Trade defiant amid credit crunch concerns

The games industry is set to continue its defiant growth spurt as it becomes the entertainment medium of choice for penny-pinching consumers.

That was the message from the trade this week as the credit crunch continues to take hold of the nation’s purse-strings. But despite the doom and gloom in the media, the games industry has the opportunity to capitalise on the nation’s increasing tendency to stay in and save their cash – and will grasp that opportunity with both hands, according to retail.

“I believe the games market as part of the entertainment sector still offers a strong value for money offering,” said HMV’s strategic games manager Martin Baxter.

“Some games have many weeks of gameplay and in some cases are played on a regular basis for over a year. The danger would be that customers are more selective with their purchases which although would not affect triple-A titles, may result in a slow down of second and third tier products.

“The flip-side would be that in hard times people still tend to look for forms of entertainment and video games offer a welcome release from the stresses of modern life.”

Comet games buyer Debbie O’Neill agrees: “As people stop going out due to mounting costs, I think we will see more people staying in and having friends round, watching DVDs and playing games. Also parents in the summer holidays may find that it is cheaper in the long term to purchase a console and video games to keep their children amused than arrange days out for them to theme parks or to pay for other activities.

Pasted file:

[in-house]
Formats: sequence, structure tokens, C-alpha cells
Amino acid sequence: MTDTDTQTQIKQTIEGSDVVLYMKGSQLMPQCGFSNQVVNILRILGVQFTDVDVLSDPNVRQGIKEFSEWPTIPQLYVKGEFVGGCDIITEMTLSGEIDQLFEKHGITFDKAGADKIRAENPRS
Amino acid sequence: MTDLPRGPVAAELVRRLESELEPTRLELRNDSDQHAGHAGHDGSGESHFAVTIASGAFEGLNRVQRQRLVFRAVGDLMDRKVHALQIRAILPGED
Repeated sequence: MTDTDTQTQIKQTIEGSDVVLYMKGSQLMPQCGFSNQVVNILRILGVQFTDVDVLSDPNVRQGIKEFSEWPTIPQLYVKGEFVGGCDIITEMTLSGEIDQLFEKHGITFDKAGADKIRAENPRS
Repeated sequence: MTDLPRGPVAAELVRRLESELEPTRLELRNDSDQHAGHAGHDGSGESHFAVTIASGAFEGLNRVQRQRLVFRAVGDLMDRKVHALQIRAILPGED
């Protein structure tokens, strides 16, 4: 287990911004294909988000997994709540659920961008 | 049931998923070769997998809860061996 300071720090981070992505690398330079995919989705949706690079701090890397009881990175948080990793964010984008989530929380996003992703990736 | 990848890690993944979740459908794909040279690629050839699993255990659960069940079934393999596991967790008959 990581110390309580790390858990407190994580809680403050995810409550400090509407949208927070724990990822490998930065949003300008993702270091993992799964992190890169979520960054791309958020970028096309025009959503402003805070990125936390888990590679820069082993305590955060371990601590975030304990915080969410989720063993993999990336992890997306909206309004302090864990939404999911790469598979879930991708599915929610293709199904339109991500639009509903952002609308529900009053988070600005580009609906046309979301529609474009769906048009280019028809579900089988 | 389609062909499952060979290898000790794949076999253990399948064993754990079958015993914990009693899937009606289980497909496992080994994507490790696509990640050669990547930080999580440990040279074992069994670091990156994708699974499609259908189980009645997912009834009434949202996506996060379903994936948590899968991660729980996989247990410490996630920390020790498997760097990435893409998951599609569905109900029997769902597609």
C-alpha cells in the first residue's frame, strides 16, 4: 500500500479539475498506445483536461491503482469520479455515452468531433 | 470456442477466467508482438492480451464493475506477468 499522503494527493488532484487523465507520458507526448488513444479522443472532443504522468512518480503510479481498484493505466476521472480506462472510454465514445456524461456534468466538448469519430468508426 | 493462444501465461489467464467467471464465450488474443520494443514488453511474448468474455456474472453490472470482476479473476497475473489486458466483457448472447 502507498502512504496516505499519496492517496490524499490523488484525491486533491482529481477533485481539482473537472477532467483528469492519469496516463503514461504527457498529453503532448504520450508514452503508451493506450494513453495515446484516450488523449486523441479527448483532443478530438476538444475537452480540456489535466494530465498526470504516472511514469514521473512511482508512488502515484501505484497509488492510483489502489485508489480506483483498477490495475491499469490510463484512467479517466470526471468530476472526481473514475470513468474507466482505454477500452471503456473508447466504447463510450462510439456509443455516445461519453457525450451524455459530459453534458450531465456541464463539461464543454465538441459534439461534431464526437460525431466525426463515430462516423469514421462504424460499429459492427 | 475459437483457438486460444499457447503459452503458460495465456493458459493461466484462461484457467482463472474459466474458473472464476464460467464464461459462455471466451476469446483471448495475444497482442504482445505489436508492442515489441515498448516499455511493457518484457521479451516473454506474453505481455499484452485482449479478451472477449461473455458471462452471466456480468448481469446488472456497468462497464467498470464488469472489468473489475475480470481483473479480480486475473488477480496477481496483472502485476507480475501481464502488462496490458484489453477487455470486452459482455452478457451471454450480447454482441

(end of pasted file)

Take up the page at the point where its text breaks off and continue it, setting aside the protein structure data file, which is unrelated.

“We have certainly not seen a dip in sales and are looking to a much bigger year than the last one and we are confident that this will be a great year. You may find the loss of sales is due to the lack of any hardware in the market, not as a result of the credit crunch.”

Supermarket Asda is similarly confident in gaming’s ability to defy the current economic slump. “It is clearly a concern for all retailers and the overall entertainment market remains very tough,” said Asda’s head of games Duncan Cross.

“To date, it still appears the video games market is holding up well and consumers haven’t, thus far, reduced spending in the video games sector. The whole industry continues to ride the crest of the wave and at Asda we are keen to avoid any complacency by continuing to focus on value for the customer.”

And it's not just retailers - leading industry analysts agree that gaming can become the cost-effective entertainment of choice as consumers tighten their belts - read the first of three pieces looking into the subject here.

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